A few weeks ago my friend Lisa hosted an Oscar party, and everyone pitched in. From homemade guacamole and salsa to tortillas and sangria we all pulled together a Mexican feast I volunteered to bring slow cooker mole beef and fajita fixins’. Come Oscar Sunday, I’d hardly put the lid on the slow cooker before remembering that our friend Faith is vegetarian. Using a couple leftover chiles en adobo, I quickly threw together a rice and bean dish that would serve as a main course for Faith and bonus side dish for everyone else.
The girls loved the mole beef, but I should have predicted that they would gravitate towards the bowl of jazzed up rice and beans not only because they were really good, but also because (at least in my community of family and friends) people are just eating less meat these days. And more than for health reasons or the environmental impact, people are telling me they simply feel better when they eat less meat.
Not no meat, just less.
I’m no vegetarian. I’m still thinking about the Chicken Tagine with Apricots and Almonds Mom made several weeks ago, and my self-control around the Japanese chicken wings at my friend’s birthday dinner was woefully (and embarrassingly) non-existent. Though I rarely cook meat at home, I find that whenever I’m cooking for a crowd, having friends over, or planning celebration meals with Mom and Sharon, I still get stuck on the idea of vegetarian not being ‘enough’ or ‘festive’ – so I cave and make what I think other people will want.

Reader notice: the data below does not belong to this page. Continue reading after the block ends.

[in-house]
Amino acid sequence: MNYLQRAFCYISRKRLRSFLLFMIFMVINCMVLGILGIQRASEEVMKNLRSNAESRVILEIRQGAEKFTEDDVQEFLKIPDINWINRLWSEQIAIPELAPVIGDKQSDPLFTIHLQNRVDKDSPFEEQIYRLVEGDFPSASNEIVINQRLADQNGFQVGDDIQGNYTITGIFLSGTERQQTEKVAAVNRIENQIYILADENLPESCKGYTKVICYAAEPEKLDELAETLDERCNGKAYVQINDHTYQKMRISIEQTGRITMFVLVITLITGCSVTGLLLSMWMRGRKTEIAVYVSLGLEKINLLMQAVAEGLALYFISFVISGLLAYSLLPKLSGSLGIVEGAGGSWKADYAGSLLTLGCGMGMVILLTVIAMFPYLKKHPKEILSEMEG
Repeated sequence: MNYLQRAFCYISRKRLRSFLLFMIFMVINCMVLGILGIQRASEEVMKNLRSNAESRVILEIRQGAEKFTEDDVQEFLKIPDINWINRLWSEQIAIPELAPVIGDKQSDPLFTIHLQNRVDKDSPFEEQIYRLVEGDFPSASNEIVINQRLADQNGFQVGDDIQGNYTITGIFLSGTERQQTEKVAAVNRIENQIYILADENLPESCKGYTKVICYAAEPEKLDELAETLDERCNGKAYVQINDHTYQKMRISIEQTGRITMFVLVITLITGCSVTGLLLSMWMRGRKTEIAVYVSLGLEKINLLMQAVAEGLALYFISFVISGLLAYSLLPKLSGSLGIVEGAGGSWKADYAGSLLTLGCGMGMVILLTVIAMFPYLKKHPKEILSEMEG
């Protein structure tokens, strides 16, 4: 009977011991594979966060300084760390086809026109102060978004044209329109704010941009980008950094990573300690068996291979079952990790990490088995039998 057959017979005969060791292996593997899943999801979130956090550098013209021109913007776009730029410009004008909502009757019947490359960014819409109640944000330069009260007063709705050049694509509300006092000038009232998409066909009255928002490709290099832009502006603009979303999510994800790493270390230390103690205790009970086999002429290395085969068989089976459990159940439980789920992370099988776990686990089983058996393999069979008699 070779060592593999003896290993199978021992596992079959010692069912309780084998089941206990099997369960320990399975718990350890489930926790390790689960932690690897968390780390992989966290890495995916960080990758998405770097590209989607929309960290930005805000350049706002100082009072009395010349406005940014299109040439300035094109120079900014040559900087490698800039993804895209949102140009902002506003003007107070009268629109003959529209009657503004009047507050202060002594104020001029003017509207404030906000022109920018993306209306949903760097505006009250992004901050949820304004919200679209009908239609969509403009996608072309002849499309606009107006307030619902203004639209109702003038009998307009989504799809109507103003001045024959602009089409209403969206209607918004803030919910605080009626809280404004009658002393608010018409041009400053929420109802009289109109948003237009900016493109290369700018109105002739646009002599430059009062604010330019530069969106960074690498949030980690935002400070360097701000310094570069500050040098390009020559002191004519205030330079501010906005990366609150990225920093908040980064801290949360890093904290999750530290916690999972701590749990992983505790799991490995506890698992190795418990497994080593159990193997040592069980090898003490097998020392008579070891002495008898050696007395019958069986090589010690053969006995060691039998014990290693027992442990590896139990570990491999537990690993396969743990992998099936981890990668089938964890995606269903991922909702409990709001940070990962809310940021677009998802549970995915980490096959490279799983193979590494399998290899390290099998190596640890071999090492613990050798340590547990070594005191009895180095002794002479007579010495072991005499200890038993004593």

The night of the Oscar party I went home with a lot of extra mole beef, a small portion of rice and beans, and two valuable realizations. The first was that it’s okay to make vegetarian main courses for a crowd (in fact these days, people probably prefer it!) and the second realization was that rice and beans is a great weeknight dinner. I always have brown rice, a can of black beans, a quart of stock and the other flavorings on hand. You can even stir in frozen corn or peas if you want more. But once you top it with sliced avocado, a dollop of sour cream or Greek yogurt, chopped red onion and cilantro, this is one of the most satisfying dinners in my ever-expanding vegetarian artillery.
Chile Beans and Brown Rice
Four cups of stock may seem like too much, but it’s not. I simmer mine for the full hour and let it cool because I like it to set up and thicken. But if you’d prefer it with a bit more liquid, simmer for just 45 minutes.
2 tablespoons olive oil
1 medium-large onion, cut into small dice
2 large garlic cloves, minced
2 large chile from a small can of chiles en adobo, minced (you can use one if you don’t like much heat)
1/2 cup prepared salsa
1 tablespoon chili powder
3/4 cup uncooked brown rice
1 can (15 to 16 ounces) black beans, drained
1 quart vegetable or chicken stock
2 tablespoons chopped fresh cilantro, plus extra for garnish
Salt and ground black pepper
Suggested garnishes: avocado slices, sour cream or Greek yogurt, chopped red onion, cilantro.
Heat oil in a large saucepan or small Dutch oven over medium-high heat. Add onions; saute until almost soft, about 4 minutes. Add garlic, and chile; cook until fragrant and soft, a couple of minutes longer. Add salsa and chili powder; cook to intensify flavors, about 3 minutes longer. Stir in rice, beans and stock; bring to a simmer. Reduce heat to low, cover, and simmer until rice is cooked and stock has absorbed but dish is still moist, 45 minutes to one hour. Let stand 10 to 15 minutes. Serve with any or all of the suggested garnishes.